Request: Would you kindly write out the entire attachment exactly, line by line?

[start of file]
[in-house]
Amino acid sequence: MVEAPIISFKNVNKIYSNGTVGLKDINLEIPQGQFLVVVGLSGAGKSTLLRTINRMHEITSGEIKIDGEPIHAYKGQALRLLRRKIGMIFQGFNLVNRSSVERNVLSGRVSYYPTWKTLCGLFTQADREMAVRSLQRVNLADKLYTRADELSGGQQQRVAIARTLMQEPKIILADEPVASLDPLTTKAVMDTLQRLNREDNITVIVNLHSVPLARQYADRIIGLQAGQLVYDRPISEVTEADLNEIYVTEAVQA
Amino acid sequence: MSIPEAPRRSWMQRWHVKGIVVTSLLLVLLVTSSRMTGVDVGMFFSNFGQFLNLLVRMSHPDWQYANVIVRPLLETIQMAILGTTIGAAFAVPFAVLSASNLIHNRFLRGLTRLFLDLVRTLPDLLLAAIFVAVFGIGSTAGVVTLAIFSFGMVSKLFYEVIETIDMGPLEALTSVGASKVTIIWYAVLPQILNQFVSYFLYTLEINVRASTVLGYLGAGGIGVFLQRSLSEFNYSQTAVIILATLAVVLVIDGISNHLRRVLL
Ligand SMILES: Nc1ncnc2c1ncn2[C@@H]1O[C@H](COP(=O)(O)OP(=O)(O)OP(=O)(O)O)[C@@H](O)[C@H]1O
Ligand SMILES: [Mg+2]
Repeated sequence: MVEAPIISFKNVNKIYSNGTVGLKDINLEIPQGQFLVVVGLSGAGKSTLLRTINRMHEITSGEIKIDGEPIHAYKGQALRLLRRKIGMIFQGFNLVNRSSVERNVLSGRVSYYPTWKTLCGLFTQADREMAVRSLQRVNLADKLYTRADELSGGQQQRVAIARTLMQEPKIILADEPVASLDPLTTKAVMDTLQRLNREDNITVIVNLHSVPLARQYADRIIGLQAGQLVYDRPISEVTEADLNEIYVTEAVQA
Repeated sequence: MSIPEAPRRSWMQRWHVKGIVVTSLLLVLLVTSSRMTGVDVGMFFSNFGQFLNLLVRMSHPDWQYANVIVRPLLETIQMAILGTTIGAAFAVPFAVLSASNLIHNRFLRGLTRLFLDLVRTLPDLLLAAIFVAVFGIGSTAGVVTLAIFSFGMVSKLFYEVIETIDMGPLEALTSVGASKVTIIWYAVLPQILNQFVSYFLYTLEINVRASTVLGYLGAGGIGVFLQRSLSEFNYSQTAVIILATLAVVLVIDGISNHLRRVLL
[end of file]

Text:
[in-house]
Amino acid sequence: MVEAPIISFKNVNKIYSNGTVGLKDINLEIPQGQFLVVVGLSGAGKSTLLRTINRMHEITSGEIKIDGEPIHAYKGQALRLLRRKIGMIFQGFNLVNRSSVERNVLSGRVSYYPTWKTLCGLFTQADREMAVRSLQRVNLADKLYTRADELSGGQQQRVAIARTLMQEPKIILADEPVASLDPLTTKAVMDTLQRLNREDNITVIVNLHSVPLARQYADRIIGLQAGQLVYDRPISEVTEADLNEIYVTEAVQA
Amino acid sequence: MSIPEAPRRSWMQRWHVKGIVVTSLLLVLLVTSSRMTGVDVGMFFSNFGQFLNLLVRMSHPDWQYANVIVRPLLETIQMAILGTTIGAAFAVPFAVLSASNLIHNRFLRGLTRLFLDLVRTLPDLLLAAIFVAVFGIGSTAGVVTLAIFSFGMVSKLFYEVIETIDMGPLEALTSVGASKVTIIWYAVLPQILNQFVSYFLYTLEINVRASTVLGYLGAGGIGVFLQRSLSEFNYSQTAVIILATLAVVLVIDGISNHLRRVLL
Ligand SMILES: Nc1ncnc2c1ncn2[C@@H]1O[C@H](COP(=O)(O)OP(=O)(O)OP(=O)(O)O)[C@@H](O)[C@H]1O
Ligand SMILES: [Mg+2]
Repeated sequence: MVEAPIISFKNVNKIYSNGTVGLKDINLEIPQGQFLVVVGLSGAGKSTLLRTINRMHEITSGEIKIDGEPIHAYKGQALRLLRRKIGMIFQGFNLVNRSSVERNVLSGRVSYYPTWKTLCGLFTQADREMAVRSLQRVNLADKLYTRADELSGGQQQRVAIARTLMQEPKIILADEPVASLDPLTTKAVMDTLQRLNREDNITVIVNLHSVPLARQYADRIIGLQAGQLVYDRPISEVTEADLNEIYVTEAVQA
Repeated sequence: MSIPEAPRRSWMQRWHVKGIVVTSLLLVLLVTSSRMTGVDVGMFFSNFGQFLNLLVRMSHPDWQYANVIVRPLLETIQMAILGTTIGAAFAVPFAVLSASNLIHNRFLRGLTRLFLDLVRTLPDLLLAAIFVAVFGIGSTAGVVTLAIFSFGMVSKLFYEVIETIDMGPLEALTSVGASKVTIIWYAVLPQILNQFVSYFLYTLEINVRASTVLGYLGAGGIGVFLQRSLSEFNYSQTAVIILATLAVVLVIDGISNHLRRVLL